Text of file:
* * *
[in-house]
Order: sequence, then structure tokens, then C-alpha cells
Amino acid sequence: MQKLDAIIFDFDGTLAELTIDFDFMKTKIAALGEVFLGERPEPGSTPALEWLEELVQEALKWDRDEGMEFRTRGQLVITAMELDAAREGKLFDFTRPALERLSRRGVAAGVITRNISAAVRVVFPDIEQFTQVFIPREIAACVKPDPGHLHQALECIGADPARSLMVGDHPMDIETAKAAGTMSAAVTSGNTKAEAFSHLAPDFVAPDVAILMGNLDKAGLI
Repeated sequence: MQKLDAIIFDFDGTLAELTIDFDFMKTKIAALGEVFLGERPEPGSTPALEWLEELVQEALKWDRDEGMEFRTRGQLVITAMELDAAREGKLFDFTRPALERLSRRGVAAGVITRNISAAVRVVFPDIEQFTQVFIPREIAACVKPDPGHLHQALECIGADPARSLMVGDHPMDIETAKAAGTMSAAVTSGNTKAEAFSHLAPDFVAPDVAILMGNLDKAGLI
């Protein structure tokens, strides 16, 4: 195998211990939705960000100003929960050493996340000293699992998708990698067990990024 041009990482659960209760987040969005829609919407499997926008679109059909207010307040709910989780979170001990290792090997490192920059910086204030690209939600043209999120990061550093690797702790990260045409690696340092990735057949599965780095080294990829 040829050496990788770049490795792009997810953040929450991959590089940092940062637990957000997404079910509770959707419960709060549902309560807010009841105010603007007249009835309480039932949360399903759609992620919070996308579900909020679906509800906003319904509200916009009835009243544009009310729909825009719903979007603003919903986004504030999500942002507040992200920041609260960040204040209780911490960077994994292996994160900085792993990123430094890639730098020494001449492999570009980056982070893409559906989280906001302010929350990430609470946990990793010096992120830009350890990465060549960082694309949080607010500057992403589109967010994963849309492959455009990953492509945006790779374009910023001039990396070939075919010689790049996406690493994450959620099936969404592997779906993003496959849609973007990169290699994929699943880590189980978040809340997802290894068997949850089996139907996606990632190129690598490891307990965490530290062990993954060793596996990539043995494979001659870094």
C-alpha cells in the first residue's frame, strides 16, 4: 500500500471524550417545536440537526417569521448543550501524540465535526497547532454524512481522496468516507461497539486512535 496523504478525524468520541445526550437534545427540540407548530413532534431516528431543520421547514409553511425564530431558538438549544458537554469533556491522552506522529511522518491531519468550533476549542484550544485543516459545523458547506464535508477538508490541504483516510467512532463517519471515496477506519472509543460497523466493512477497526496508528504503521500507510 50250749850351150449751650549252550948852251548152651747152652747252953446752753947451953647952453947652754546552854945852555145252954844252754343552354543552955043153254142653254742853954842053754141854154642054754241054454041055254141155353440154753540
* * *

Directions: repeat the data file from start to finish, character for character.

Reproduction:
[in-house]
Order: sequence, then structure tokens, then C-alpha cells
Amino acid sequence: MQKLDAIIFDFDGTLAELTIDFDFMKTKIAALGEVFLGERPEPGSTPALEWLEELVQEALKWDRDEGMEFRTRGQLVITAMELDAAREGKLFDFTRPALERLSRRGVAAGVITRNISAAVRVVFPDIEQFTQVFIPREIAACVKPDPGHLHQALECIGADPARSLMVGDHPMDIETAKAAGTMSAAVTSGNTKAEAFSHLAPDFVAPDVAILMGNLDKAGLI
Repeated sequence: MQKLDAIIFDFDGTLAELTIDFDFMKTKIAALGEVFLGERPEPGSTPALEWLEELVQEALKWDRDEGMEFRTRGQLVITAMELDAAREGKLFDFTRPALERLSRRGVAAGVITRNISAAVRVVFPDIEQFTQVFIPREIAACVKPDPGHLHQALECIGADPARSLMVGDHPMDIETAKAAGTMSAAVTSGNTKAEAFSHLAPDFVAPDVAILMGNLDKAGLI
């Protein structure tokens, strides 16, 4: 195998211990939705960000100003929960050493996340000293699992998708990698067990990024 041009990482659960209760987040969005829609919407499997926008679109059909207010307040709910989780979170001990290792090997490192920059910086204030690209939600043209999120990061550093690797702790990260045409690696340092990735057949599965780095080294990829 040829050496990788770049490795792009997810953040929450991959590089940092940062637990957000997404079910509770959707419960709060549902309560807010009841105010603007007249009835309480039932949360399903759609992620919070996308579900909020679906509800906003319904509200916009009835009243544009009310729909825009719903979007603003919903986004504030999500942002507040992200920041609260960040204040209780911490960077994994292996994160900085792993990123430094890639730098020494001449492999570009980056982070893409559906989280906001302010929350990430609470946990990793010096992120830009350890990465060549960082694309949080607010500057992403589109967010994963849309492959455009990953492509945006790779374009910023001039990396070939075919010689790049996406690493994450959620099936969404592997779906993003496959849609973007990169290699994929699943880590189980978040809340997802290894068997949850089996139907996606990632190129690598490891307990965490530290062990993954060793596996990539043995494979001659870094």
C-alpha cells in the first residue's frame, strides 16, 4: 500500500471524550417545536440537526417569521448543550501524540465535526497547532454524512481522496468516507461497539486512535 496523504478525524468520541445526550437534545427540540407548530413532534431516528431543520421547514409553511425564530431558538438549544458537554469533556491522552506522529511522518491531519468550533476549542484550544485543516459545523458547506464535508477538508490541504483516510467512532463517519471515496477506519472509543460497523466493512477497526496508528504503521500507510 50250749850351150449751650549252550948852251548152651747152652747252953446752753947451953647952453947652754546552854945852555145252954844252754343552354543552955043153254142653254742853954842053754141854154642054754241054454041055254141155353440154753540